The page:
In January 2009, Madeline Gaffney was approaching her fourteenth birthday when she began to complain of tiredness and joint pain. As an active teen, who maintained straight A’s while heavily involved in dance and competitive cheerleading, this news wasn’t immediately worrying. “Who wouldn’t be tired with such a schedule?” her mother, Ellen, thought. “Dancing six days a week would give anyone joint pain.”
But when Madeline’s dance teacher expressed concern about large bruises on her legs on a day when Madeline seemed especially fatigued, Ellen decided to take her daughter to the pediatrician.
What followed over the next days and weeks launched Ellen and her husband Chris into what many parents would consider their worst nightmare: a cancer diagnosis and emergency treatment. And yet what began as a nightmare has become a compelling story of hope about a family who took their pain and used it to draw closer together and to inspire, educate, and support many others.
Diagnosis and Treatment of Chronic Myelogenous Leukemia
The day after Madeline’s initial pediatric visit, Ellen received a call at home telling her that cancer cells had been found in her daughter’s blood. “I couldn’t have been more shocked,” she remembers.
Ellen was instructed to immediately pick Madeline up from school and take her to the ER at Children’s Healthcare of Atlanta. Chris rushed home from work to make the trip with them. When they arrived at the hospital after a two hour drive, they were whisked back to triage. At 461,000, Madeline’s white blood cell count was the highest the hospital had ever seen. They later learned that patients with a lower count than Madeline’s were often on respirators. Ellen recalls the sad looks on the faces of the hospital employees as they walked back to the exam room. “They knew,” she says.
The hospital oncologist told the Gaffneys that their daughter had Chronic Myelogenous Leukemia (CML). “But don’t worry,” she said to Madeline. “We are going to fix you.” Those confident and hopeful words were just what the Gaffney’s needed to hear.
Cases like Madeline’s are rare: CML is a disease which typically affects senior adults. However, due to the volume of research done on this particular disease, treatment was available to Madeline. “It used to be the worst [type of leukemia] to get,” Chris says. “And now, because of the research, it’s the best.” Following nine days of chemotherapy and apheresis at the hospital, Madeline was discharged.
Madeline continued to see specialists and have her blood work monitored several times a week while slowly working back up to full days at school. Now, eight years later, she is a senior at Georgia Tech where she majors in Industrial Engineering and pursues her love of cheerleading. She takes just one daily medication that keeps her disease inactive and sees her oncologist twice a year.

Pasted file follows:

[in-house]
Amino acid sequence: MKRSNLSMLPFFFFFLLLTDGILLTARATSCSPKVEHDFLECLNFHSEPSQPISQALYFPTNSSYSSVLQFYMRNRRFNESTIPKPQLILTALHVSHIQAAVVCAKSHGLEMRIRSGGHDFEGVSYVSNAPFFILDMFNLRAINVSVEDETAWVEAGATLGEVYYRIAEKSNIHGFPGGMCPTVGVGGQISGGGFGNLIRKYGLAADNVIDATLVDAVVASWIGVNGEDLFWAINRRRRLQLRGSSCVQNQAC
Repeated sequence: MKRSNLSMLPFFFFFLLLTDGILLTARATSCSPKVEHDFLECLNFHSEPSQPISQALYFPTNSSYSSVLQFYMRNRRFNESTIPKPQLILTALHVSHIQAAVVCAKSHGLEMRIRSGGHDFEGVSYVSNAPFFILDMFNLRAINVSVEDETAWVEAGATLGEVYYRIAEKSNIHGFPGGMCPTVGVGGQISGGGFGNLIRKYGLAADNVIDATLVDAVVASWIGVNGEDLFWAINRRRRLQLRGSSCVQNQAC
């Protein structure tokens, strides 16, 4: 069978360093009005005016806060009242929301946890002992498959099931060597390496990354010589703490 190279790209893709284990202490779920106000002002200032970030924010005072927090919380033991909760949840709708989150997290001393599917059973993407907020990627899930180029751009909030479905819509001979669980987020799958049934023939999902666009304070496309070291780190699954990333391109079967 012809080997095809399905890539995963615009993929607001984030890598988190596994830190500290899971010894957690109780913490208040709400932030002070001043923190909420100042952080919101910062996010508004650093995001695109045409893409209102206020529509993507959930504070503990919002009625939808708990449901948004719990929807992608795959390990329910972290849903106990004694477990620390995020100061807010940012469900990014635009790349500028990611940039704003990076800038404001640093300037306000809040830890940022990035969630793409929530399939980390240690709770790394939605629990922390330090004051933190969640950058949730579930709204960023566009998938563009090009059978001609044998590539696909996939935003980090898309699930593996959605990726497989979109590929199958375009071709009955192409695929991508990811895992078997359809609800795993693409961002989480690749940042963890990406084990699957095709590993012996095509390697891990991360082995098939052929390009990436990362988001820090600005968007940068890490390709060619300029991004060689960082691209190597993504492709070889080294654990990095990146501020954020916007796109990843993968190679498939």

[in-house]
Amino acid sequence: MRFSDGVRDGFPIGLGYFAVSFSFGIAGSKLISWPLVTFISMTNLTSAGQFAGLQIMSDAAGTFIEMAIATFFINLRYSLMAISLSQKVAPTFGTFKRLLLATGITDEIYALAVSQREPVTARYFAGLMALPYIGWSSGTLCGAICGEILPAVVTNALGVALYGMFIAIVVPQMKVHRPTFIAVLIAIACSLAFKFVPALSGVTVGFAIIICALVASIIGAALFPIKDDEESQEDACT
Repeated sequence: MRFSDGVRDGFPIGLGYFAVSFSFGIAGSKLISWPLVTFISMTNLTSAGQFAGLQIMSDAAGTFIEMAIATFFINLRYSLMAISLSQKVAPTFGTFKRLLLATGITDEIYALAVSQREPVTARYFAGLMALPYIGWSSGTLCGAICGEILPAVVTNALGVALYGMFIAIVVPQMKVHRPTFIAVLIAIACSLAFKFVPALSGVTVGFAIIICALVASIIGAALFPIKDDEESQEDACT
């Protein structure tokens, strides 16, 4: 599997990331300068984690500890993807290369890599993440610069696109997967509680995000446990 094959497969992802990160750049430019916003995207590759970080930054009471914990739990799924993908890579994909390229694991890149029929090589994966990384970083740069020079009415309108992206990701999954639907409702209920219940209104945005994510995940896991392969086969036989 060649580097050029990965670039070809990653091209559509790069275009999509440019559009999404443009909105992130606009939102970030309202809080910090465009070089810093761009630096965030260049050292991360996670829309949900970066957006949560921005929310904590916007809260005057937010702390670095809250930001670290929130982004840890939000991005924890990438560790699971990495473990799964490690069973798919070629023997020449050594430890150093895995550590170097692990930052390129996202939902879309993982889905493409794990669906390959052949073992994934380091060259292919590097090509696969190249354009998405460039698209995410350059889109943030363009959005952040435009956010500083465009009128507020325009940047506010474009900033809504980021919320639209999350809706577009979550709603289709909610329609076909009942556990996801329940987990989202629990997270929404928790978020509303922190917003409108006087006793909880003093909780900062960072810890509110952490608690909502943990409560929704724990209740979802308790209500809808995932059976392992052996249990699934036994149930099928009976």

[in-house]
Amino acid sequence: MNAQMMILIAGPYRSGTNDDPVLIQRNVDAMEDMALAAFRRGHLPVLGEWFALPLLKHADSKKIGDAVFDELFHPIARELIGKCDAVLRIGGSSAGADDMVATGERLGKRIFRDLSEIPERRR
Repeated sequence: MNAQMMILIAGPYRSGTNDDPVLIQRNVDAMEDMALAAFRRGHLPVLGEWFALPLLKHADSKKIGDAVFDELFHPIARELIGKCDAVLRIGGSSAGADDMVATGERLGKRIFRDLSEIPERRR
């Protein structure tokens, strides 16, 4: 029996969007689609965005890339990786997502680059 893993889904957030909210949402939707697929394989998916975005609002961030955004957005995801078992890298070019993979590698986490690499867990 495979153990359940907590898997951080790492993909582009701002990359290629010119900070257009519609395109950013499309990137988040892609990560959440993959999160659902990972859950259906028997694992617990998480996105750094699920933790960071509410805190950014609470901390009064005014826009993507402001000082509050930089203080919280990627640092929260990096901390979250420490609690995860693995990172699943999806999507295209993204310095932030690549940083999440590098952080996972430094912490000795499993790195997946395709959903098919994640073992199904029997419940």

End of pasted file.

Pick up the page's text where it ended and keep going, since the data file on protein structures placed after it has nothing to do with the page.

Facing Challenges and Serving Others
One of the most beautiful aspects of the Gaffney family is the way they have chosen to process the many challenges they’ve faced. “We work a lot on perspective,” Chris says. Not only have they learned not to sweat the small stuff, but each of the Gaffneys embrace their story, including Madeline. “She wouldn’t change any of it,” Ellen says. “It’s part of who she is.”
This focus on keeping perspective and embracing challenges has given them an inner strength to draw from in daily challenges because they know they have already persevered through great adversity. Even more, they display an inspiring resolve to hold onto hope and find ways to help bring about better outcomes for other families facing childhood cancer.
While Madeline’s treatment has been a great success story, Ellen and Chris are quick to point out that for many children diagnosed with cancer, the prognosis isn’t so positive. “Childhood cancer research is vastly underfunded,” Ellen says. “People think that cancer is cancer, but kids get different cancers than adults do, and you can’t treat them the same way.”
In fact, the National Cancer Institute dedicates just 4% of its funding to pediatric cancers. The whole Gaffney family, including Madeline’s three older siblings, now volunteer to raise awareness and funding for childhood cancer research through organizations like The Rally Foundation. Chris describes this as “simple ‘pay it forward’ logic.” He recognizes that while they can never thank the individuals whose collaborative work led to the solution for Madeline’s disease, perhaps their work with these organizations will provide the resources needed to save lives in the future.